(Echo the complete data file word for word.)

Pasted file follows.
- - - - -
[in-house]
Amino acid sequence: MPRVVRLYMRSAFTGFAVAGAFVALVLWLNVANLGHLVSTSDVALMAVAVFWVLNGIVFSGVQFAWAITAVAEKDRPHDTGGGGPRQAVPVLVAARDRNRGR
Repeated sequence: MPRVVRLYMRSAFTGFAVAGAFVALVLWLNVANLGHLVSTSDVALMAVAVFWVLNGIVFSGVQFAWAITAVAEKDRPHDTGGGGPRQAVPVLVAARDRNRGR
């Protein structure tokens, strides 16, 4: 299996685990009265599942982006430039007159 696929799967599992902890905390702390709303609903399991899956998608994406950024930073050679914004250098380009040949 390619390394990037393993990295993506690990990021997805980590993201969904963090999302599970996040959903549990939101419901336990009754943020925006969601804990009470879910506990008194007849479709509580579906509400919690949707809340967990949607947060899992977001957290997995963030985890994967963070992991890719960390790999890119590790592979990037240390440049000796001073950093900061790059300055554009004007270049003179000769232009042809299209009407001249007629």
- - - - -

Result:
[in-house]
Amino acid sequence: MPRVVRLYMRSAFTGFAVAGAFVALVLWLNVANLGHLVSTSDVALMAVAVFWVLNGIVFSGVQFAWAITAVAEKDRPHDTGGGGPRQAVPVLVAARDRNRGR
Repeated sequence: MPRVVRLYMRSAFTGFAVAGAFVALVLWLNVANLGHLVSTSDVALMAVAVFWVLNGIVFSGVQFAWAITAVAEKDRPHDTGGGGPRQAVPVLVAARDRNRGR
């Protein structure tokens, strides 16, 4: 299996685990009265599942982006430039007159 696929799967599992902890905390702390709303609903399991899956998608994406950024930073050679914004250098380009040949 390619390394990037393993990295993506690990990021997805980590993201969904963090999302599970996040959903549990939101419901336990009754943020925006969601804990009470879910506990008194007849479709509580579906509400919690949707809340967990949607947060899992977001957290997995963030985890994967963070992991890719960390790999890119590790592979990037240390440049000796001073950093900061790059300055554009004007270049003179000769232009042809299209009407001249007629």